Koh Si Chang is a small picturesque island in the Gulf of Thailand. With its relaxed atmosphere and slow pace of life, the island is a haven of tranquility not far from the hustle and bustle of Pattaya and Bangkok.Among its draws are the beaches with clear waters, beautiful sunsets and outdoor activities as snorkeling, biking and kayaking. The island’s restaurants always have a steady supply of fresh seafood like crab, squid and prawn.Koh Si Chang’s only town on the North East tip of the island is lined with narrow lanes and small colorful houses. As private cars are not allowed on the island, traffic is very light.The island can be reached by ferry from Si Racha in about 45 minutes. Although a small island, Koh Si Chiang features a number of historical sites, temples, beaches and lots of natural beauty. Distances are small and there is hardly any traffic making exploring the island a relaxed undertaking. Koh Si Chang houses several beaches with usually clear waters.A sandy beach with some rocks, Tham Phang beach on the West coast is the island’s biggest beach. Deck chairs shaded by parasols are for rent, as well as kayaks. Several restaurants serve simple Thai dishes and drinks. Usually the beach is quiet, except on weekends and Thai public holidays.Around the island are several smaller, even quieter beaches with very little or no facilities. In the interior of the island between Tham Phang beach and the old town is Wat Tham Yai Prik Buddhist temple and meditation center. A stairway flanked by the mythological Naga serpent leads up to the ornate temple building. From here you will have great views of Koh Si Chang island, the surrounding islands and the Gulf of Thailand.A little higher up the hill is a very large golden colored image of the Buddha. The seated image overlooks the small town and the sea. Just North of town and Tha Lang pier where the ferry arrives is a Chinese temple known as the Chao Pho Khao Yai Shrine, or “Shrine of the Father Spirit of the Great Mountain”. The shrine dedicated to the spirit is housed in one of the many caves.Going back many centuries, the shrine is believed to have been founded by Chinese traders passing the island by boat. During Chinese New Year the shrine is visited by thousands of pilgrims from across Asia. Near the Chinese temple, a little higher up the hill is a replica of a Buddha footprint housed in a Sala, a Thai style open pavilion. Next to it, on top of a rock stands a small golden pagoda. Thai people come here to pay homage to the Buddha footprint.Although the fairly steep climb of more than 500 steps requires quite a bit of effort, the views of the old town, the port and the Gulf of Thailand are great.The stairs to the Sala start behind the Chao Pho Khao Yai Shrine. About halfway down Koh Si Chang’s East coast is Judhadhut Palace, built by King Chulalongkorn around 1890 as the summer residence for the Royal Family.When the island was briefly occupied by the French in 1893, the palace was deserted. The main building Vimanmek Mansion which is completely build of teak wood was dismantled and rebuild at Dusit Palace in Bangkok. Several structures remain including the beautifully restored green Ruen Mai Rim Talay building and the wooden Atsadang Bridge, which was the pier where the King’s boat landed.The palace gardens with its ponds, extensive walkways and seaside location make for a relaxing walk.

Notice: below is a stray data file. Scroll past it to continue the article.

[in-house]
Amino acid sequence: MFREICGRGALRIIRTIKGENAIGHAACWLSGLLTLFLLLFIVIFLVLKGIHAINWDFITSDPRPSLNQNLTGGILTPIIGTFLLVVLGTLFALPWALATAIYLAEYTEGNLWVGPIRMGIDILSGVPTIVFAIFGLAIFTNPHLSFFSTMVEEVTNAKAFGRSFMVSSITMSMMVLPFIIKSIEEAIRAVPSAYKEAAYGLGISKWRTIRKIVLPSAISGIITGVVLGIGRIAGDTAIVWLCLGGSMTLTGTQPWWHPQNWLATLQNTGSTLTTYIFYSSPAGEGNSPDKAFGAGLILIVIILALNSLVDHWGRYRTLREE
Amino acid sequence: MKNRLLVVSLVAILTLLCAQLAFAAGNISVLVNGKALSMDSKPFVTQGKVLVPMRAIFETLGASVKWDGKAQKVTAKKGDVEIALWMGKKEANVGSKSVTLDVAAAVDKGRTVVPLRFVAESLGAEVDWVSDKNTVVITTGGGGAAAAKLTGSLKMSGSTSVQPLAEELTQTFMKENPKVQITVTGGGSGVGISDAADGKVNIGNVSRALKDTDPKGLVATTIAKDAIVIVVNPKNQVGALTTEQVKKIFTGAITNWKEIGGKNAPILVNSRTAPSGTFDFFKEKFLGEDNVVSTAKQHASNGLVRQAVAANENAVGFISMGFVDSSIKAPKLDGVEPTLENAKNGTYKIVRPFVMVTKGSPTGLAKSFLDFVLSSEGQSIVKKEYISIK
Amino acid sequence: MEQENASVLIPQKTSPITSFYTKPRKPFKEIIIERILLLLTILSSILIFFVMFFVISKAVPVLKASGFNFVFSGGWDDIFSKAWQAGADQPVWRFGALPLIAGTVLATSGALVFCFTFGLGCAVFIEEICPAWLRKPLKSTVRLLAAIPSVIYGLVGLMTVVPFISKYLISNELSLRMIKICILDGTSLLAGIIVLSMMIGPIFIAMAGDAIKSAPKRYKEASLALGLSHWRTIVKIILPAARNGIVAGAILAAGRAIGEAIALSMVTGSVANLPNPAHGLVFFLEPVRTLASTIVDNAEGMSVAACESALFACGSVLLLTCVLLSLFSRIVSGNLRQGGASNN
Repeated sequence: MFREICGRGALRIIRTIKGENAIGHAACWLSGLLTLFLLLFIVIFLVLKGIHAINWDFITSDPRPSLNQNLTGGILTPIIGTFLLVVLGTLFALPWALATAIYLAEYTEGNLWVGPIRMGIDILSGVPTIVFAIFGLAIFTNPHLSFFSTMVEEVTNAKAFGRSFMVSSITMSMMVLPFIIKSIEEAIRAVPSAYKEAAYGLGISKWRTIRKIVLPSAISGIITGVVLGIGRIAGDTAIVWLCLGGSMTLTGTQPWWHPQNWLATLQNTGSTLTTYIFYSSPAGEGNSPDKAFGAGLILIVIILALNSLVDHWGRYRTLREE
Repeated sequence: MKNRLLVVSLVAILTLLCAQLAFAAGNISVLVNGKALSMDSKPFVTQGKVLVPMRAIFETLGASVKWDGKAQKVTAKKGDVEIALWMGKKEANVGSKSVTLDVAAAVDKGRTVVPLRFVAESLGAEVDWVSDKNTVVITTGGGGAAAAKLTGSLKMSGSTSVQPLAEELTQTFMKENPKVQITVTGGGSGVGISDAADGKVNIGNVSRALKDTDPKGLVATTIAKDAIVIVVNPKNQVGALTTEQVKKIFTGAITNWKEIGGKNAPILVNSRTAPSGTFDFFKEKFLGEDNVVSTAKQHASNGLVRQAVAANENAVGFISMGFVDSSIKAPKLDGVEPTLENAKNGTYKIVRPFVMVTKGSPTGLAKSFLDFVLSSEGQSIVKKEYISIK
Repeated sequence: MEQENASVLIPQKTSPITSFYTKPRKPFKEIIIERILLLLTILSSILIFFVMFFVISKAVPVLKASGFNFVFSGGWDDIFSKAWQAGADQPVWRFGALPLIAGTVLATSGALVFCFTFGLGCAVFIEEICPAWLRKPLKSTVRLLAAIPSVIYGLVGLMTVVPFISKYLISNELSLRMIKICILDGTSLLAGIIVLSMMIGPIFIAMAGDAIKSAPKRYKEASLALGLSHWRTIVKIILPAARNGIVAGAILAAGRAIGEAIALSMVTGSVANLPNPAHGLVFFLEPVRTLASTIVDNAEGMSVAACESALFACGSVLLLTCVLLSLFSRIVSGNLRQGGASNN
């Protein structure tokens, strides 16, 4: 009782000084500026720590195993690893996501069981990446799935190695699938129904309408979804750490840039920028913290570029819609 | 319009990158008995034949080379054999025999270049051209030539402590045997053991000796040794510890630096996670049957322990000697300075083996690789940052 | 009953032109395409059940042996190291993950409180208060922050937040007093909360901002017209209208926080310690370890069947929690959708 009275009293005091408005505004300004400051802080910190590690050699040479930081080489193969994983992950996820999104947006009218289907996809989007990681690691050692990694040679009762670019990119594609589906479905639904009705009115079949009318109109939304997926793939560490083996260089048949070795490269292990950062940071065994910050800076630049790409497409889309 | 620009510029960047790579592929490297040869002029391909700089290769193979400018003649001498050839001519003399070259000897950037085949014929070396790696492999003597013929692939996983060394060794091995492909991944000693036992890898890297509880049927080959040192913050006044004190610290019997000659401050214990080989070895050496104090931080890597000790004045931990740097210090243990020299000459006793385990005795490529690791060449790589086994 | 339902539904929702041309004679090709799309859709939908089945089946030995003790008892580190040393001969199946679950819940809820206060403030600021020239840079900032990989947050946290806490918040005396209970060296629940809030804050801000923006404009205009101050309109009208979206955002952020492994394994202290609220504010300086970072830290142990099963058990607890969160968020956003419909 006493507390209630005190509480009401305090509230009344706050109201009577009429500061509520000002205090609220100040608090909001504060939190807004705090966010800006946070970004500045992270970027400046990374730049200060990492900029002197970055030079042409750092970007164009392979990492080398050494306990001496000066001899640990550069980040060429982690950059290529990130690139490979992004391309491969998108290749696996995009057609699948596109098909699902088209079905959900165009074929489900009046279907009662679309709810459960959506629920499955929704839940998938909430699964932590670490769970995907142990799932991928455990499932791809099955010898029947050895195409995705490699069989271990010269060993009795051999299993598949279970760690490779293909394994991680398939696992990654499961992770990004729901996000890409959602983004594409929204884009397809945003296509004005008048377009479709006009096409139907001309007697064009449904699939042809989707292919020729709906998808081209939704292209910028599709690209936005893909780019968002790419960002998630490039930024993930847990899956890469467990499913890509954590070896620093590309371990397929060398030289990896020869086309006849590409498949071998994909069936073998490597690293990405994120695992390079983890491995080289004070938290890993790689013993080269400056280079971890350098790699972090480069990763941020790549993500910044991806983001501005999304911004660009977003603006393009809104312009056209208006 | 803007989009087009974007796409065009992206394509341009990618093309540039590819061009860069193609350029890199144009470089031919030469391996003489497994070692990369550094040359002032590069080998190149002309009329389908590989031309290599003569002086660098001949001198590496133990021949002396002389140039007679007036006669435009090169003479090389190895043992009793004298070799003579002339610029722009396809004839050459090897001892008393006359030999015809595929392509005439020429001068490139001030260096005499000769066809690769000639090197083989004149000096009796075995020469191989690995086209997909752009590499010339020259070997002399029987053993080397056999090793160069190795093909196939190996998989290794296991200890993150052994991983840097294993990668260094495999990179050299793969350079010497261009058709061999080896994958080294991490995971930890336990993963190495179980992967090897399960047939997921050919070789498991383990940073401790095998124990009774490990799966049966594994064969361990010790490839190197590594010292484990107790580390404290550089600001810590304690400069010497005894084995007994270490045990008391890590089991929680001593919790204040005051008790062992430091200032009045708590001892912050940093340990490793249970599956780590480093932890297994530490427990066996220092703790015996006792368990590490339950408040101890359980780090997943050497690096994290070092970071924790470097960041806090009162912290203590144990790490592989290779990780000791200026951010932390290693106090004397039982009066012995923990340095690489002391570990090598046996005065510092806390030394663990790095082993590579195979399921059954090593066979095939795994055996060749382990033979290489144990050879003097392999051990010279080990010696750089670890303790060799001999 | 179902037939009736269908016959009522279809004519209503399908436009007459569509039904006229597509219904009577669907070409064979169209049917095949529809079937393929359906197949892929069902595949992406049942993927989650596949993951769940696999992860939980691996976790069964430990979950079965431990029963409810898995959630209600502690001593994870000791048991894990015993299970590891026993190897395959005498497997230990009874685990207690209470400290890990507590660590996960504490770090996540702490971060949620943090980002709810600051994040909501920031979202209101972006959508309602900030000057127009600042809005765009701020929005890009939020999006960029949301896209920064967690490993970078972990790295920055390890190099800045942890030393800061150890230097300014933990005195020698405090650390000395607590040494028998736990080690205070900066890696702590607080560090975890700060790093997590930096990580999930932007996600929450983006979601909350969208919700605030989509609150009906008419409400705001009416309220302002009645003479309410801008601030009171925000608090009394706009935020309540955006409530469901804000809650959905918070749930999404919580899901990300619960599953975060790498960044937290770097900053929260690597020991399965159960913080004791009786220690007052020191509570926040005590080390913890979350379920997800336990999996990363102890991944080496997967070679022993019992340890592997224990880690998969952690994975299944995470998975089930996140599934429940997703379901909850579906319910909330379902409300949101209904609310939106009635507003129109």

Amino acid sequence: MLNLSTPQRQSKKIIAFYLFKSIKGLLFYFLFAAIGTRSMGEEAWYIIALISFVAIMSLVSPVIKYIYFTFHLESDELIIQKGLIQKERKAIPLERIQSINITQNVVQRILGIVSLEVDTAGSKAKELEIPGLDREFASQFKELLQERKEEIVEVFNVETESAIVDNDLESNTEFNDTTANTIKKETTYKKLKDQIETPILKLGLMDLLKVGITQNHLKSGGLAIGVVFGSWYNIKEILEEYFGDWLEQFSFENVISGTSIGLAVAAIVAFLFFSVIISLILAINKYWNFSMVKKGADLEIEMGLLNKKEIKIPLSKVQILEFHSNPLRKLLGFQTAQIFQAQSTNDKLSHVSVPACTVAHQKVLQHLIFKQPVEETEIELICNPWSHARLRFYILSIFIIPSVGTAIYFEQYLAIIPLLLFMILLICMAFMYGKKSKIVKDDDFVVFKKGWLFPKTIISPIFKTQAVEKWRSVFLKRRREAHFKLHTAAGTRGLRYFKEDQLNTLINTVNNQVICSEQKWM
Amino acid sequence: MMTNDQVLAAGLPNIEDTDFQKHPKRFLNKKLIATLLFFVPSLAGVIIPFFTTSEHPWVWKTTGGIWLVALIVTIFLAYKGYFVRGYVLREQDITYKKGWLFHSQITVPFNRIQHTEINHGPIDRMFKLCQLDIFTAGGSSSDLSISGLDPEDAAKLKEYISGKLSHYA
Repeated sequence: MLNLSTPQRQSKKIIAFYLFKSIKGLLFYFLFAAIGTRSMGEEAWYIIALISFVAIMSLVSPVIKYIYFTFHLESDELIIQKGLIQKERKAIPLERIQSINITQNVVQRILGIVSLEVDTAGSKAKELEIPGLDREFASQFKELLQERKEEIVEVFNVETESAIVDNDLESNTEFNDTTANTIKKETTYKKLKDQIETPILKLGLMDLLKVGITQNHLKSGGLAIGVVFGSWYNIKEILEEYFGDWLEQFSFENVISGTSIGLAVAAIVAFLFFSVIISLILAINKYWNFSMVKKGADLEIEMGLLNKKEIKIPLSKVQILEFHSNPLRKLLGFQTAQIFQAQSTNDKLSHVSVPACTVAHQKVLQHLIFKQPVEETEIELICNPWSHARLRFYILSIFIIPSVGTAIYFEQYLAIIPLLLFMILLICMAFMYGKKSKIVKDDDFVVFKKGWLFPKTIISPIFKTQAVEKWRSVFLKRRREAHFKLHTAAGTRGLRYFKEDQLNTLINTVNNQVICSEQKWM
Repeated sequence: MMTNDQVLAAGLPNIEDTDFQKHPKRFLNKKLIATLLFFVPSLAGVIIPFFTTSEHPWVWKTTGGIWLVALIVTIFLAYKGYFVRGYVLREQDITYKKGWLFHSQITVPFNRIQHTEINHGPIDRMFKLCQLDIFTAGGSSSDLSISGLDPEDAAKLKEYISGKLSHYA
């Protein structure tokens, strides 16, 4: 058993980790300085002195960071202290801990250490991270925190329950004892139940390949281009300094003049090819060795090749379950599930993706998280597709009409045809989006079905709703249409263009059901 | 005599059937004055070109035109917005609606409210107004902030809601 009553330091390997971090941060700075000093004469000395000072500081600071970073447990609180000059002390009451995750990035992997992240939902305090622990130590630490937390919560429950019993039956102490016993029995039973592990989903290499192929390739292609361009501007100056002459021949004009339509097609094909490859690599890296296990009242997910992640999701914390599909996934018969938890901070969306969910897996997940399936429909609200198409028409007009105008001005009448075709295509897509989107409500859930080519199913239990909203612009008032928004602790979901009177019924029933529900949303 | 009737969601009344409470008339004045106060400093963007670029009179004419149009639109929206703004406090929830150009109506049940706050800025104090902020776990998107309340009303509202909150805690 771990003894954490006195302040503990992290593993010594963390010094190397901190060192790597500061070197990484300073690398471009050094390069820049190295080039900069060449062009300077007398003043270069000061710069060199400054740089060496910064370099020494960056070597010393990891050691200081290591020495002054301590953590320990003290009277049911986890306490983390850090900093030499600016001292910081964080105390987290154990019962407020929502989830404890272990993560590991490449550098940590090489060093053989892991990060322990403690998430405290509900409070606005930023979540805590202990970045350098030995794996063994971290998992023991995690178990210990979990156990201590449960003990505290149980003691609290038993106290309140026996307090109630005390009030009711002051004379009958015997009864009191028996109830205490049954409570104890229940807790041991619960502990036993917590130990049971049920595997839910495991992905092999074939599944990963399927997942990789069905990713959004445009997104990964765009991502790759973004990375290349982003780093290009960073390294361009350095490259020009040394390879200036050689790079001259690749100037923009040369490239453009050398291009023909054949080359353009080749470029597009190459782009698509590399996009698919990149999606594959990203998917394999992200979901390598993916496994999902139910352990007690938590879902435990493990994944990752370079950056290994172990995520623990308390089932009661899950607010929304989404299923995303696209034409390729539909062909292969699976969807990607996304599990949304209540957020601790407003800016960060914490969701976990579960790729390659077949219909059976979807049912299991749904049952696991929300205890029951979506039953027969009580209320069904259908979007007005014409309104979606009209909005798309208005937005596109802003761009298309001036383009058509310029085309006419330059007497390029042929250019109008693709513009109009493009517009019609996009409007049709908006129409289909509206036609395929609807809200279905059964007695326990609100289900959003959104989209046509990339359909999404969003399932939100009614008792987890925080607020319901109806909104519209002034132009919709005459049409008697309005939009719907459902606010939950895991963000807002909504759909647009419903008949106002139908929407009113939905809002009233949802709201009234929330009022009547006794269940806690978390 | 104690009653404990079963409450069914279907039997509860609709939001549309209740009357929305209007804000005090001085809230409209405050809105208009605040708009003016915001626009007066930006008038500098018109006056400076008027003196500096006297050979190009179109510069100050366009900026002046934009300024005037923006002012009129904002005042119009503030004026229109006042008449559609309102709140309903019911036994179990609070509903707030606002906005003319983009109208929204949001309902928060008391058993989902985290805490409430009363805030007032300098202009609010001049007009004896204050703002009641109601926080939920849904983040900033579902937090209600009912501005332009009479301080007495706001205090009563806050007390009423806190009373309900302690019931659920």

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Tha Thewawong Ko Sichang Chon Buri 20120
Tha Thewawong Ko Sichang Chon Buri 20120
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038 216 141
0 3821 6201
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Sunday 07:00 - 20:00
Monday 07:00 - 20:00
Tuesday 07:00 - 20:00
Wednesday 07:00 - 20:00
Thursday 07:00 - 20:00
Friday 07:00 - 20:00
Saturday 07:00 - 20:00